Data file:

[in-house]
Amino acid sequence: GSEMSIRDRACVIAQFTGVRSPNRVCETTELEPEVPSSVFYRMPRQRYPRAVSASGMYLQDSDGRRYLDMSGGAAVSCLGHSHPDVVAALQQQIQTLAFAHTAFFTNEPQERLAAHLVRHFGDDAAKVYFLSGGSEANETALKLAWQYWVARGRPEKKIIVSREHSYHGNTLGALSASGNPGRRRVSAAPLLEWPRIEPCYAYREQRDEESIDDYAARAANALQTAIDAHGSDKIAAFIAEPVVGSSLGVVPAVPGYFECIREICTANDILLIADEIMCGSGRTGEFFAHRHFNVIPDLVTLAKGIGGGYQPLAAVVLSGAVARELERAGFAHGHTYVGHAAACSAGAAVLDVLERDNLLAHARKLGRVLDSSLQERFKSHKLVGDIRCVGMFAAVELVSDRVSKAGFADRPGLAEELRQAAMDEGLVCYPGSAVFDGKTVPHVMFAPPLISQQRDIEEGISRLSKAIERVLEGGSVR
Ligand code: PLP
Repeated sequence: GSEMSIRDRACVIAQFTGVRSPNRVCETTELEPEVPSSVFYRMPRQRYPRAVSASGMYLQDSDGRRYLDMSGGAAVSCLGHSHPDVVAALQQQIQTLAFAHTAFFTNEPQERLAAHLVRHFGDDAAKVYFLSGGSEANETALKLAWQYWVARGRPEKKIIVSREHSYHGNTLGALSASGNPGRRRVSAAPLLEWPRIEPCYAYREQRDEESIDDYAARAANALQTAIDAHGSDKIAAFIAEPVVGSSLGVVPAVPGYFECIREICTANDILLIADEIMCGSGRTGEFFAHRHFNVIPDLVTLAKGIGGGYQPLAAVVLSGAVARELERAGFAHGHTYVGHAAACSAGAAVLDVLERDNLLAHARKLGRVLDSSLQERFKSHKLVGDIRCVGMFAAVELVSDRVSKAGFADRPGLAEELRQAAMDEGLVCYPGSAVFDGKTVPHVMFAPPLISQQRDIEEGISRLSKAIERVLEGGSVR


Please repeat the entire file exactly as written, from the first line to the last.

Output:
[in-house]
Amino acid sequence: GSEMSIRDRACVIAQFTGVRSPNRVCETTELEPEVPSSVFYRMPRQRYPRAVSASGMYLQDSDGRRYLDMSGGAAVSCLGHSHPDVVAALQQQIQTLAFAHTAFFTNEPQERLAAHLVRHFGDDAAKVYFLSGGSEANETALKLAWQYWVARGRPEKKIIVSREHSYHGNTLGALSASGNPGRRRVSAAPLLEWPRIEPCYAYREQRDEESIDDYAARAANALQTAIDAHGSDKIAAFIAEPVVGSSLGVVPAVPGYFECIREICTANDILLIADEIMCGSGRTGEFFAHRHFNVIPDLVTLAKGIGGGYQPLAAVVLSGAVARELERAGFAHGHTYVGHAAACSAGAAVLDVLERDNLLAHARKLGRVLDSSLQERFKSHKLVGDIRCVGMFAAVELVSDRVSKAGFADRPGLAEELRQAAMDEGLVCYPGSAVFDGKTVPHVMFAPPLISQQRDIEEGISRLSKAIERVLEGGSVR
Ligand code: PLP
Repeated sequence: GSEMSIRDRACVIAQFTGVRSPNRVCETTELEPEVPSSVFYRMPRQRYPRAVSASGMYLQDSDGRRYLDMSGGAAVSCLGHSHPDVVAALQQQIQTLAFAHTAFFTNEPQERLAAHLVRHFGDDAAKVYFLSGGSEANETALKLAWQYWVARGRPEKKIIVSREHSYHGNTLGALSASGNPGRRRVSAAPLLEWPRIEPCYAYREQRDEESIDDYAARAANALQTAIDAHGSDKIAAFIAEPVVGSSLGVVPAVPGYFECIREICTANDILLIADEIMCGSGRTGEFFAHRHFNVIPDLVTLAKGIGGGYQPLAAVVLSGAVARELERAGFAHGHTYVGHAAACSAGAAVLDVLERDNLLAHARKLGRVLDSSLQERFKSHKLVGDIRCVGMFAAVELVSDRVSKAGFADRPGLAEELRQAAMDEGLVCYPGSAVFDGKTVPHVMFAPPLISQQRDIEEGISRLSKAIERVLEGGSVR